It is easy to end a discussion by labeling people. It is also not difficult to blame the government, although you have every right to do so and the government does deserve it. But why does it hurt to appeal for compassion? Democracy is not going to make people considerate, compassionate and humane. In contrast, it may bring out the worst. Look at Russia and former Yugoslavia of 1990s. Look at Iraq of today.

June 21, 2007 @ 10:46 pm | Comment


One word: huh? How did you get that?

But speaking of racism and things done in the west. Let me give you one of my own eureka moments.

I was in a casual conversation with some whites, blacks, mixes (morenos, they call Halle Berrys there mixes, not blacks) in Brazil, and talked about the great Brazilian football (the game actually played with feet) players.

People were making statements such as that Kaka was a more efficient player because he was white and Ronaldindo was flashier because he was black. My initial reaction was WOW. What a bunch of racist mofos these people are. It came to me later that only because Brazil is quite possibly the most racially tolerant country in the world, historically and now, people freely speak that way only because they don’t have all the historical baggages, and people rarely are offended.

We are all on our own paths to achieve a better tomorrow. If you have god complex, go play with other weaker nations such as Iraq and let other people die for it.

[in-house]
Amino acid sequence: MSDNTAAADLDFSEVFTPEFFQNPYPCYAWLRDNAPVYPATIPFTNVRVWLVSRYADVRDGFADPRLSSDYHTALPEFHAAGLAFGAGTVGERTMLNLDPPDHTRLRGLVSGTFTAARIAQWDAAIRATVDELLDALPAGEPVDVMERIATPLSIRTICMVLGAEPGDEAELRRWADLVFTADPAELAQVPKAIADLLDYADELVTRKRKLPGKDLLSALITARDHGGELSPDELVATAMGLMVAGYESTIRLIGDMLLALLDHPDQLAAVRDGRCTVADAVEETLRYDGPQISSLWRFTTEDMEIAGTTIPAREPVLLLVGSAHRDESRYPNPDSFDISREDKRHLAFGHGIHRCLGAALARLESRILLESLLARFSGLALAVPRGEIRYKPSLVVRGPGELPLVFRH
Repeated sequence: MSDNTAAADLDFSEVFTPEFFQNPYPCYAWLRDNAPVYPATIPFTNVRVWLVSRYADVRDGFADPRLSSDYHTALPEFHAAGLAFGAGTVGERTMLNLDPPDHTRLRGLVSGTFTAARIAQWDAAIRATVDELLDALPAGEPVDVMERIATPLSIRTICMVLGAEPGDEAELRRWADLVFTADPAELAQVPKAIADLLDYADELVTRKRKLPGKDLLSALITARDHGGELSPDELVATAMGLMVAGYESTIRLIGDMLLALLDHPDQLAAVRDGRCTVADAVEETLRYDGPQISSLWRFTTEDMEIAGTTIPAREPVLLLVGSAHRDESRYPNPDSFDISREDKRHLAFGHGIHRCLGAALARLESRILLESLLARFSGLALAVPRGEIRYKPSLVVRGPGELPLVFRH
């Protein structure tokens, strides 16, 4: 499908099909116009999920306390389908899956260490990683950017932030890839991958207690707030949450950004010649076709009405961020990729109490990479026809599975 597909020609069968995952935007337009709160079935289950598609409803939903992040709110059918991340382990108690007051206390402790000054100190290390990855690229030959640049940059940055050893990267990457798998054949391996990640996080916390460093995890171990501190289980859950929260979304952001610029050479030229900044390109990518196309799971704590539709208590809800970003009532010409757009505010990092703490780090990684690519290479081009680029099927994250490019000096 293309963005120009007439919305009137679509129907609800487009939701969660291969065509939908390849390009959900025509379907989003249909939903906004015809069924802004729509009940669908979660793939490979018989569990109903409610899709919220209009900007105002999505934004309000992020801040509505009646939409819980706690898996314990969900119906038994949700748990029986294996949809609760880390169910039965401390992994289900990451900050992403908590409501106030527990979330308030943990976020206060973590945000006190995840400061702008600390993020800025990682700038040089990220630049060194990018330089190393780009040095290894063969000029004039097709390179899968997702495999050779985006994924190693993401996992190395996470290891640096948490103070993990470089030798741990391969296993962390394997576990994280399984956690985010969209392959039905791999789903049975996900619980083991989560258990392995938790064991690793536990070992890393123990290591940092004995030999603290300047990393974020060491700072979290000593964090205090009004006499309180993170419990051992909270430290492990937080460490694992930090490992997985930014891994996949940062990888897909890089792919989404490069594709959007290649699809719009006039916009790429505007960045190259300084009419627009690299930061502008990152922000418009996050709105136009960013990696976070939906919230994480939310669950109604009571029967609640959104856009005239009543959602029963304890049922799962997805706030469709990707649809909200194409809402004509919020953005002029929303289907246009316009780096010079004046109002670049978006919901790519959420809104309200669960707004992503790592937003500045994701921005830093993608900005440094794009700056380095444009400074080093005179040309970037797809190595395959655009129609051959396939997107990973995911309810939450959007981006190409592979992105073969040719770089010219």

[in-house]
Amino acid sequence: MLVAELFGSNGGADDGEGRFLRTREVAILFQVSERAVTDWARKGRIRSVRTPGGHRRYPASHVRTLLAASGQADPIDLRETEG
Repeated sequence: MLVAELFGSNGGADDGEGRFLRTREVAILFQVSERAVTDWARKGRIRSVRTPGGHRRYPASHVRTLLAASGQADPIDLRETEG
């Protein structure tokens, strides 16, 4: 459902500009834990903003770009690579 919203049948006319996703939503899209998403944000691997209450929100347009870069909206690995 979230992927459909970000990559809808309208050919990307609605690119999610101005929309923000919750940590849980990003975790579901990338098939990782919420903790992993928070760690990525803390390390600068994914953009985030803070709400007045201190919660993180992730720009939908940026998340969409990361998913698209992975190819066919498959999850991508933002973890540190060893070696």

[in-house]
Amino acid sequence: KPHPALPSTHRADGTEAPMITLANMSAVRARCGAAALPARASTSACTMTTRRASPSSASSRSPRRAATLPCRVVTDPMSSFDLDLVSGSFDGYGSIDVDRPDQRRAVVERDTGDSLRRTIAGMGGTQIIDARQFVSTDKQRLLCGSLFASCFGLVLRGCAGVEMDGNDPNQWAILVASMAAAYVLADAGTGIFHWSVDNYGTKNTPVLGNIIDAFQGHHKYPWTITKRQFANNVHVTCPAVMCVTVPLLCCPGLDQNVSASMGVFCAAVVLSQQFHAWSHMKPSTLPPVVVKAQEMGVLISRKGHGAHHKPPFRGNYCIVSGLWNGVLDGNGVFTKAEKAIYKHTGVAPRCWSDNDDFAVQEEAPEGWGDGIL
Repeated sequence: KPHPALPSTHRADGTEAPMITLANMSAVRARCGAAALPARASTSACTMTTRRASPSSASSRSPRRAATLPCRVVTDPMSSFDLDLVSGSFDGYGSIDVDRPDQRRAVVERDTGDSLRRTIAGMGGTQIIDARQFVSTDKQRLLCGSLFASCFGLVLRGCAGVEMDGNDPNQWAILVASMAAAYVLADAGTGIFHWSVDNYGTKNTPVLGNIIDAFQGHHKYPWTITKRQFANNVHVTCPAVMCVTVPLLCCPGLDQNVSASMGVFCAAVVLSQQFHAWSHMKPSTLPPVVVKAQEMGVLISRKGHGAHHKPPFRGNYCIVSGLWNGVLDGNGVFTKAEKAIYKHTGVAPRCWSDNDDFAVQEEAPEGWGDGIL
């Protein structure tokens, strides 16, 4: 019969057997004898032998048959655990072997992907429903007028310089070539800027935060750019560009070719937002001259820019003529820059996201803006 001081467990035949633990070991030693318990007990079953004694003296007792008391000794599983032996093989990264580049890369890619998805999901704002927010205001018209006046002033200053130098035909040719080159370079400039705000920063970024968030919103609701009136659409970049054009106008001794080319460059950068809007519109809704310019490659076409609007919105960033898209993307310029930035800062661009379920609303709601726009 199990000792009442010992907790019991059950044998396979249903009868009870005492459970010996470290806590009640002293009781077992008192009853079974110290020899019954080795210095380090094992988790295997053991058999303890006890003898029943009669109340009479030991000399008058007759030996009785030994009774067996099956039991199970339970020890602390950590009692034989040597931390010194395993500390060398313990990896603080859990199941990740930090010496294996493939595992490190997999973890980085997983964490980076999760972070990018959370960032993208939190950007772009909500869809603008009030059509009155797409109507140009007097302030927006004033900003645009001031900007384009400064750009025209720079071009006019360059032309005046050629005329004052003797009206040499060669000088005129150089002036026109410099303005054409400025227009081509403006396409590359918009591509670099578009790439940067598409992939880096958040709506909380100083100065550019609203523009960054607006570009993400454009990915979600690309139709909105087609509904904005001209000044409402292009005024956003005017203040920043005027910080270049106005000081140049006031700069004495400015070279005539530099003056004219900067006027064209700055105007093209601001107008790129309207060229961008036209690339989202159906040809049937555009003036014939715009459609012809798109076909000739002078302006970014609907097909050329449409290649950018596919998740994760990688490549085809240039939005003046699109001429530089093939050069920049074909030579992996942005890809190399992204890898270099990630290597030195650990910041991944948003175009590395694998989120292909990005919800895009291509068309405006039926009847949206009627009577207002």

June 21, 2007 @ 10:47 pm | Comment

I believe that people who make the policy to block internet connection in CCP are very stupid.

Especially when they block all the adult websites. I understand parents have concerns and the teenager’s sex is already a messy in China. But the free access to sex website should not be blocked for that reason.

June 21, 2007 @ 11:36 pm | Comment

Btw, there really should be some edit functions available to poster, so I can correct the mistakes in my post.

June 21, 2007 @ 11:40 pm | Comment

“One way to look at it is that they don’t believe Chinese people are smart enough and responsible enough to have free access to information and to choose their own leaders as is done in the west.”

It’s more like they know “the West” is too stupid to elect competent leaders; i.e George Bush. Or Hitler, lol.

Does anyone know how internet censorship is progressing at the moment? Getting worse?

June 22, 2007 @ 3:28 am | Comment


I don’t understand how you can not know that there is “political ” censorship by “big brother” in China.

You can check out:

where you will get an idea of how it works. Theres so much subject matter that BB doesnt want discussed and if they allow discussion, is has to be in a certain line of thinking that the CCP doesnt feel threatened by.

As I understand thats how the CCP has developped a “unified China” where people accept the CCP, not based on the merit of their governing. SO I think thats the goal of the censorship.

J, maybe you disagree with my understanding, thats fine , but, you said if you had a thing you wold block me out